Ohio has gained back more than 5,000 auto jobs since the summer of 2009. But the Center for Automotive Research points out that many of those positions are at Honda plants in southern and central Ohio.
An EcoBoost from Ford
Northeast Ohio lost a Chrysler plant in Twinsburg, and two Ford plants and parts of a third. But the blue oval has pledged more than a quarter-billion dollars to its Brook Park facility near Cleveland Hopkins airport to build fuel-efficient EcoBoost engines. Employment at the plant, which sprawls over 86 acres, will be back up to about 1,500. And some 450 of those jobs will be tied to building an engine that has been produced in Spain and is selling well here under the hoods of Escapes and Tauruses. Rod Lee is the Brook Park plant’s health and safety rep, and he considers the EcoBoost a form of job security.
“In my mind it’s like hitting the lottery," Lee says. "It’s going to allow me to retire. It’s going to perpetuate a way of life that’s dying out in this country.
"You hear a lot of talk about hybrids and stuff. But we’re going to sell 800,000 of these, and each one is going to produce 20 percent fewer emissions. It’s going to get better gas mileage. Gas is going up, but the car you buy this year, next year, going forward, is going to go farther on that gallon of gas. So really, we’re helping mitigate some of the effects of the economy.”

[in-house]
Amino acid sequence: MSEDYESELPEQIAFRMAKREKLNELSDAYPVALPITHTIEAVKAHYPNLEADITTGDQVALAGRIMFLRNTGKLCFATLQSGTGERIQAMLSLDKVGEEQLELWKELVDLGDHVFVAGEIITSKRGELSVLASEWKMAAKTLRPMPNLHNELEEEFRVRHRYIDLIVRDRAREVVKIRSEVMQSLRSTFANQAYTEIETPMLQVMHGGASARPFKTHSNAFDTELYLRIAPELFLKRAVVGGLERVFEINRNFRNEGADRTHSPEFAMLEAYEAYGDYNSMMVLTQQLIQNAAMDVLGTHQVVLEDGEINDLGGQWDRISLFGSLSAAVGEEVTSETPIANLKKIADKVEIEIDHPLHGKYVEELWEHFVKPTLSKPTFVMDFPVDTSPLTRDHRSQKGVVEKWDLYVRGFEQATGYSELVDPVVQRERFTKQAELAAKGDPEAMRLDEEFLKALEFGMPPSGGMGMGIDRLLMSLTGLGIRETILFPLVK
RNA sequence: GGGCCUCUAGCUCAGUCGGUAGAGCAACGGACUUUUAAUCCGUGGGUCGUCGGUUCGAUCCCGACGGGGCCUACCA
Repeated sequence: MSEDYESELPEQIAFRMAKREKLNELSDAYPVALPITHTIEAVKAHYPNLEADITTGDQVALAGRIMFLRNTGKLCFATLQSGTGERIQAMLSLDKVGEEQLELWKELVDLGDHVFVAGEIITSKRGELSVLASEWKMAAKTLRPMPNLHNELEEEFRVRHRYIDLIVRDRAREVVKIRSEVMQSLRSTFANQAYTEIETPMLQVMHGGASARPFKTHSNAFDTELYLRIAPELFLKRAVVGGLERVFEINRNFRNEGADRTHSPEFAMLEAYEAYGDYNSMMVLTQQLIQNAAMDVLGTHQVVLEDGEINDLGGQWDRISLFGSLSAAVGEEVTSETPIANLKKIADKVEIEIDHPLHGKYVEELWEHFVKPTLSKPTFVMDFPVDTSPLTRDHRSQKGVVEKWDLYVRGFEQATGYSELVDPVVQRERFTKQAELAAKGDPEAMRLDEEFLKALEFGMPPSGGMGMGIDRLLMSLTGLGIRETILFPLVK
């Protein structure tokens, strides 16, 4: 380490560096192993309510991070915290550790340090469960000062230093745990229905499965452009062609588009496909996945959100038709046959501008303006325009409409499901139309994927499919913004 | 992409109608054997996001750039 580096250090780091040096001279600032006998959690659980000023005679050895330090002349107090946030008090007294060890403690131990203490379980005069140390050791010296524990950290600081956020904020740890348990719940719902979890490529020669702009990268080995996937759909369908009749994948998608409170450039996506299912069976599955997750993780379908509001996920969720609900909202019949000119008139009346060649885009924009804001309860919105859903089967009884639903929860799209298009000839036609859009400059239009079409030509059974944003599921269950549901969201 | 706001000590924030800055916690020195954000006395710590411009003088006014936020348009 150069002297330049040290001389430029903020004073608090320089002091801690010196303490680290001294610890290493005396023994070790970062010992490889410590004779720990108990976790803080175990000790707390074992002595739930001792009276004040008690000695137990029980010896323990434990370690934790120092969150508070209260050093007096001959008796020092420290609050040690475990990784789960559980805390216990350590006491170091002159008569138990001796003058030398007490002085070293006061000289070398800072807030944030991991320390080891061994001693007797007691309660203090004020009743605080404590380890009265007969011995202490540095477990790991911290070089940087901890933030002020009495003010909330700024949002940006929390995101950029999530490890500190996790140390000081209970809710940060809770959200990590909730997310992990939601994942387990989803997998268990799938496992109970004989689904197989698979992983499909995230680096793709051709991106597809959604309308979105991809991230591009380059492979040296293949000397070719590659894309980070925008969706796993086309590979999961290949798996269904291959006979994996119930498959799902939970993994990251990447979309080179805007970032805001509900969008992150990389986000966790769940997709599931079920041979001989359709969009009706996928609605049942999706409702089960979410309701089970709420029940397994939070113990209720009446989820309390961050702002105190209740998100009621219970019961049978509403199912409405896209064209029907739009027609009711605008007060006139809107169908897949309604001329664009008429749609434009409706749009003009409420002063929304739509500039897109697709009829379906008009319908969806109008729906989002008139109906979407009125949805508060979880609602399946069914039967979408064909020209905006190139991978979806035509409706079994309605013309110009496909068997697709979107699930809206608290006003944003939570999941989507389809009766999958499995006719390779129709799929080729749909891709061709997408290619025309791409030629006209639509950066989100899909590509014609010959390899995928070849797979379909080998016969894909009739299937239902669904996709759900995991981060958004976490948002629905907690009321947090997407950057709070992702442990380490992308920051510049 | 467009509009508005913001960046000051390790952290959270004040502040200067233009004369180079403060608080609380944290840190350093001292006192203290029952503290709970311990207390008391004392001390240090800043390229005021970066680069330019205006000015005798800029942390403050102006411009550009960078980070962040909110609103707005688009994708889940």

A new diesel
With gas mileage headlining this year’s auto show, Chevy introduced a European-sourced diesel engine, to be installed in Cruzes at Lordstown. GM has a checkered history with diesels and hasn’t offered them to retail customers since 1986. But industry analyst Michelle Krebs of Edmunds.com says this time things will be different.
“This engine’s been running around in Europe for a long time. I drove that version, and I was totally impressed. I drove it through the mountains of Switzerland. It was incredibly powerful and extremely quiet. You could roll down the window and you could not tell it was a diesel engine.”
Installing those engines won’t initially create any jobs, according to the UAW’s David Greene. But he says it will give workers a new skill set. Right now, he says Lordstown is running at capacity with about 3,400 workers.